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State fines Geneva for hazards at factory

Report criticizes relations between workers, company

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VINEYARD, Utah County — The Utah Occupational Safety and Health Division could find no proof for the cause of an explosion last March that injured eight Geneva Steel workers, but it has fined the company for an alleged hazard that may have made the explosion worse.

Carl Ramnitz, Geneva vice president of human relations, said the company is appealing. An Aug. 30 conference has been set to discuss its differences with OSHA's initial findings.

The investigator's report called for better relations between management and employees.

The report said the relationship "has deteriorated to the point that each side is blaming the other for everything. The union does not believe management, and management pays very little attention to what their employees say."

Joseph A. Cannon, Geneva's CEO and chairman of the board, said he did not believe that statement was characteristic of the mill as a whole.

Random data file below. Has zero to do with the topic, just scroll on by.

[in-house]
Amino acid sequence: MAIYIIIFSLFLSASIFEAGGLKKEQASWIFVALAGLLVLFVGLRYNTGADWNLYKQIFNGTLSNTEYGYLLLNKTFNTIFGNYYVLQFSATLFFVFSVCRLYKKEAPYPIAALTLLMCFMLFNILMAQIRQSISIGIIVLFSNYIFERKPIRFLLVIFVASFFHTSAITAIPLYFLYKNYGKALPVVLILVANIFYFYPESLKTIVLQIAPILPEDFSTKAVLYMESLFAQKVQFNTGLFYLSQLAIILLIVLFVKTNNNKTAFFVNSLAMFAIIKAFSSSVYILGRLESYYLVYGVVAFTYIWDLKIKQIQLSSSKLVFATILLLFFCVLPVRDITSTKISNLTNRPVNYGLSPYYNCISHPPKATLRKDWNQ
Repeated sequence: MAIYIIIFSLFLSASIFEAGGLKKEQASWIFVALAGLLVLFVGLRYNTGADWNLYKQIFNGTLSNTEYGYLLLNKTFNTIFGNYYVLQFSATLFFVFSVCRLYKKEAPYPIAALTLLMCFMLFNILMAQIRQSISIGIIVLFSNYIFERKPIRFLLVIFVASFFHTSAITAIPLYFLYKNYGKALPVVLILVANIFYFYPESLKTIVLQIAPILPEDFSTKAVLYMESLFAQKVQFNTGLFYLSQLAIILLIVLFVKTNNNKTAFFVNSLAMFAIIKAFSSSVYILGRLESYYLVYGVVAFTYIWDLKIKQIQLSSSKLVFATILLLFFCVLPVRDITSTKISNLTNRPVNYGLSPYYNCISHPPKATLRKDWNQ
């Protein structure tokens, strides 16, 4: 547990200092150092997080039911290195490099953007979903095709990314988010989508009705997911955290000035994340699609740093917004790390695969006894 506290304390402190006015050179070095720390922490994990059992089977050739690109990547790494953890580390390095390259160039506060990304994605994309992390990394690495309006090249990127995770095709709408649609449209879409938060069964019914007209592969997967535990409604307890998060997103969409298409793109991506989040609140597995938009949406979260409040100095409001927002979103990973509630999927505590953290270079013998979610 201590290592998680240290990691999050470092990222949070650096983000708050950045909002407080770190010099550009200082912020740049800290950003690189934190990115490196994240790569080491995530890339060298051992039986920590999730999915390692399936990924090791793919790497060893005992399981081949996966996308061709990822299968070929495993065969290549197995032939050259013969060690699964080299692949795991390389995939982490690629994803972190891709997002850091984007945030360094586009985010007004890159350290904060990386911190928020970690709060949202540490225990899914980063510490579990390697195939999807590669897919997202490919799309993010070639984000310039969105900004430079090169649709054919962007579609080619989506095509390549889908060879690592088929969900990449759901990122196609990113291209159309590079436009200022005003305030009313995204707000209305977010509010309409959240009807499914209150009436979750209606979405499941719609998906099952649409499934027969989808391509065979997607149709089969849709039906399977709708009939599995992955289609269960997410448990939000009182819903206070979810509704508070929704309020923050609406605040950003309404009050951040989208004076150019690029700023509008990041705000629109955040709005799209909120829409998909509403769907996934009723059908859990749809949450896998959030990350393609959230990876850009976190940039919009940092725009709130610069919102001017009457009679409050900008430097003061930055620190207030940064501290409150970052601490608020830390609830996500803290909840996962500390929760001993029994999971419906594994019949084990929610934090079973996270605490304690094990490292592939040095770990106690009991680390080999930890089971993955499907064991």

"I doubt that he (the investigator) took a very scientific sample of the management or the employees. It's hard for me to understand exactly where he's coming from," Cannon said.

The March 5 explosion occurred when molten steel came in contact with water lining a furnace to keep the outer lining cool.

The company was fined for having water present in an area that could and did frequently come in contact with molten steel, producing small explosions. The initial fine was $7,000, but the company was credited for several safety measures it had taken and the fine was reduced to $3,150.

The furnace contains 30 inches of protective slag and brick to keep the steel and water separated. Investigators concluded that separation broke down but could not definitively determine why.

Geneva employees told investigators large coils of steel had been dropped into the furnace without enough cushioning to protect the brick lining. However, none of them would sign a written statement.

"The most likely cause was mechanical damage to the refractories lining the surface," the state report said. "This could have been caused by not having sufficient material loaded into the furnace before large (heavy) pieces of steel were dropped in."

The report also said that the mill did not apply a slag patch, which requires 16-17 hours to cure, to shore up the brick liner. Since the other furnace was under repair, the mill used a slurry patch, which only requires an hour to cure but is a temporary fix.

Kelly Hansen, treasurer for the United Steelworkers Union Local No. 2701, said employees felt Geneva set aside safety for production during the initial stages of the company's bankruptcy.

"There have been communication problems between management and employees on safety and other issues," he said.